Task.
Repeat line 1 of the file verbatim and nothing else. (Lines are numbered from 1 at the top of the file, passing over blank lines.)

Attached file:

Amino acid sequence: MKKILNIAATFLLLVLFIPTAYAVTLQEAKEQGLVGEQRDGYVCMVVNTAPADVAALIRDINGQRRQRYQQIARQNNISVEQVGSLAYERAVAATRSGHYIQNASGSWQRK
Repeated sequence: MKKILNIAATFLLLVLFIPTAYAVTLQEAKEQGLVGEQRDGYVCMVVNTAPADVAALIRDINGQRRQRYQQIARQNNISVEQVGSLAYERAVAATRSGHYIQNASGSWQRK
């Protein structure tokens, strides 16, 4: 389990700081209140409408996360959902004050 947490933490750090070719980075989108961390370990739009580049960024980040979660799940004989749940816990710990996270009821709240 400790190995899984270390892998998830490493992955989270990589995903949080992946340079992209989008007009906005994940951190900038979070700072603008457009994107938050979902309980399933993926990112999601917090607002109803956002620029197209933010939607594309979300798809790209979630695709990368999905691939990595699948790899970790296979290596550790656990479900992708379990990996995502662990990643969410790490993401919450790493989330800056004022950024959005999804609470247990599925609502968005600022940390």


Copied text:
Amino acid sequence: MKKILNIAATFLLLVLFIPTAYAVTLQEAKEQGLVGEQRDGYVCMVVNTAPADVAALIRDINGQRRQRYQQIARQNNISVEQVGSLAYERAVAATRSGHYIQNASGSWQRK